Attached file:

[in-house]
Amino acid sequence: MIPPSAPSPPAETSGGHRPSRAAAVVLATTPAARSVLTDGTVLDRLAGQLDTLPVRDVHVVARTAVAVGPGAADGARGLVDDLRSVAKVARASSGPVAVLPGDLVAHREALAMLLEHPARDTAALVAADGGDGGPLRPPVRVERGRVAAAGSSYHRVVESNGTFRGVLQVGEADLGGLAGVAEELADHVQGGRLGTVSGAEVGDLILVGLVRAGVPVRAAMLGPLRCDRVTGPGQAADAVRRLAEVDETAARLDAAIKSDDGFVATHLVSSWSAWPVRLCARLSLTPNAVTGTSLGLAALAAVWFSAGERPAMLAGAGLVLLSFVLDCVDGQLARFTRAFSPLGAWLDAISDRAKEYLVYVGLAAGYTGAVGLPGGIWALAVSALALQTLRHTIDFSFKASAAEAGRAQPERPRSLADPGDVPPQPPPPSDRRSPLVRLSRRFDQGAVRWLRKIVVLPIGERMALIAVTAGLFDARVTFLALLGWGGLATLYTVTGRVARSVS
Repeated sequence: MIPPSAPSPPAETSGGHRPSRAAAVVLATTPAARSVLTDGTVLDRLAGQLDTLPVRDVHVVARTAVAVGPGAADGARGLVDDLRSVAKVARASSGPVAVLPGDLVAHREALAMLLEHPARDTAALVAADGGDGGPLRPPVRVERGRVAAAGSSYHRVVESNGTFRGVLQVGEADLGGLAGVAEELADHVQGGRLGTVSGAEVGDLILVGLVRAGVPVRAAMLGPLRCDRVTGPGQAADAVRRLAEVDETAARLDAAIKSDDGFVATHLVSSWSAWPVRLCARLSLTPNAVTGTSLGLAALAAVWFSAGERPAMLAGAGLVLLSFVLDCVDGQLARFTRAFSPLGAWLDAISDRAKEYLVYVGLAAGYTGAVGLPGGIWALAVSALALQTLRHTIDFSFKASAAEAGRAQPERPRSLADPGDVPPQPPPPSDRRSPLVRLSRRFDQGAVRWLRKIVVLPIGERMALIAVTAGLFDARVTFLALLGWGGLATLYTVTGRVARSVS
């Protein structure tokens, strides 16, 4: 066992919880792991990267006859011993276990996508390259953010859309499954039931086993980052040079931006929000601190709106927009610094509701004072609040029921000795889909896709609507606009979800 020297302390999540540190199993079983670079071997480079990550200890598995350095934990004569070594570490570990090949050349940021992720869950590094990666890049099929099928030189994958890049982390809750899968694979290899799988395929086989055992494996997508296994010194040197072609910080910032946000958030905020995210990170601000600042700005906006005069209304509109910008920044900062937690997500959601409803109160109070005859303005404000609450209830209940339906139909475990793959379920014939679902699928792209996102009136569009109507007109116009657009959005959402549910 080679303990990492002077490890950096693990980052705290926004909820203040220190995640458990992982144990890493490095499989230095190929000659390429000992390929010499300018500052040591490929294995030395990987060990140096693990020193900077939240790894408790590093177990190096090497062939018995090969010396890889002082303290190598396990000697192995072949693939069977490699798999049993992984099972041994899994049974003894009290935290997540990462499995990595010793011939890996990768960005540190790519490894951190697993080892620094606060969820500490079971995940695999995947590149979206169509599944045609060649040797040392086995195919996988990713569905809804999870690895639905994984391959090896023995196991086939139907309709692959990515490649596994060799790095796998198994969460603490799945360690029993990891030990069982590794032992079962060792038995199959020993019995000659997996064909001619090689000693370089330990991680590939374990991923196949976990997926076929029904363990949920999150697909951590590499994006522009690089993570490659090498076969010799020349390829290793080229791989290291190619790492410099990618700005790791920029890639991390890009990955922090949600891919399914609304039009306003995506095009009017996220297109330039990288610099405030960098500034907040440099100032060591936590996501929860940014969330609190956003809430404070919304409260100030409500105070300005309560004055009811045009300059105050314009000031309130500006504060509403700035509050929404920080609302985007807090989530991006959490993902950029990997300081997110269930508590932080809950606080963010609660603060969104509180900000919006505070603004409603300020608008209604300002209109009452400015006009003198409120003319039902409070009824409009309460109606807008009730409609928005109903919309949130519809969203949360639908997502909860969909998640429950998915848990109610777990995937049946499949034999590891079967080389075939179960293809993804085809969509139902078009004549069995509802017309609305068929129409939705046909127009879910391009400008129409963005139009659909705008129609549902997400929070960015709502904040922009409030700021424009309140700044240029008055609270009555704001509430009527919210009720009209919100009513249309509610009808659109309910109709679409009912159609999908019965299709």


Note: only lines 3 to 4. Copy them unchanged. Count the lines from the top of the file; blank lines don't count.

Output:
Repeated sequence: MIPPSAPSPPAETSGGHRPSRAAAVVLATTPAARSVLTDGTVLDRLAGQLDTLPVRDVHVVARTAVAVGPGAADGARGLVDDLRSVAKVARASSGPVAVLPGDLVAHREALAMLLEHPARDTAALVAADGGDGGPLRPPVRVERGRVAAAGSSYHRVVESNGTFRGVLQVGEADLGGLAGVAEELADHVQGGRLGTVSGAEVGDLILVGLVRAGVPVRAAMLGPLRCDRVTGPGQAADAVRRLAEVDETAARLDAAIKSDDGFVATHLVSSWSAWPVRLCARLSLTPNAVTGTSLGLAALAAVWFSAGERPAMLAGAGLVLLSFVLDCVDGQLARFTRAFSPLGAWLDAISDRAKEYLVYVGLAAGYTGAVGLPGGIWALAVSALALQTLRHTIDFSFKASAAEAGRAQPERPRSLADPGDVPPQPPPPSDRRSPLVRLSRRFDQGAVRWLRKIVVLPIGERMALIAVTAGLFDARVTFLALLGWGGLATLYTVTGRVARSVS
């Protein structure tokens, strides 16, 4: 066992919880792991990267006859011993276990996508390259953010859309499954039931086993980052040079931006929000601190709106927009610094509701004072609040029921000795889909896709609507606009979800 020297302390999540540190199993079983670079071997480079990550200890598995350095934990004569070594570490570990090949050349940021992720869950590094990666890049099929099928030189994958890049982390809750899968694979290899799988395929086989055992494996997508296994010194040197072609910080910032946000958030905020995210990170601000600042700005906006005069209304509109910008920044900062937690997500959601409803109160109070005859303005404000609450209830209940339906139909475990793959379920014939679902699928792209996102009136569009109507007109116009657009959005959402549910 080679303990990492002077490890950096693990980052705290926004909820203040220190995640458990992982144990890493490095499989230095190929000659390429000992390929010499300018500052040591490929294995030395990987060990140096693990020193900077939240790894408790590093177990190096090497062939018995090969010396890889002082303290190598396990000697192995072949693939069977490699798999049993992984099972041994899994049974003894009290935290997540990462499995990595010793011939890996990768960005540190790519490894951190697993080892620094606060969820500490079971995940695999995947590149979206169509599944045609060649040797040392086995195919996988990713569905809804999870690895639905994984391959090896023995196991086939139907309709692959990515490649596994060799790095796998198994969460603490799945360690029993990891030990069982590794032992079962060792038995199959020993019995000659997996064909001619090689000693370089330990991680590939374990991923196949976990997926076929029904363990949920999150697909951590590499994006522009690089993570490659090498076969010799020349390829290793080229791989290291190619790492410099990618700005790791920029890639991390890009990955922090949600891919399914609304039009306003995506095009009017996220297109330039990288610099405030960098500034907040440099100032060591936590996501929860940014969330609190956003809430404070919304409260100030409500105070300005309560004055009811045009300059105050314009000031309130500006504060509403700035509050929404920080609302985007807090989530991006959490993902950029990997300081997110269930508590932080809950606080963010609660603060969104509180900000919006505070603004409603300020608008209604300002209109009452400015006009003198409120003319039902409070009824409009309460109606807008009730409609928005109903919309949130519809969203949360639908997502909860969909998640429950998915848990109610777990995937049946499949034999590891079967080389075939179960293809993804085809969509139902078009004549069995509802017309609305068929129409939705046909127009879910391009400008129409963005139009659909705008129609549902997400929070960015709502904040922009409030700021424009309140700044240029008055609270009555704001509430009527919210009720009209919100009513249309509610009808659109309910109709679409009912159609999908019965299709």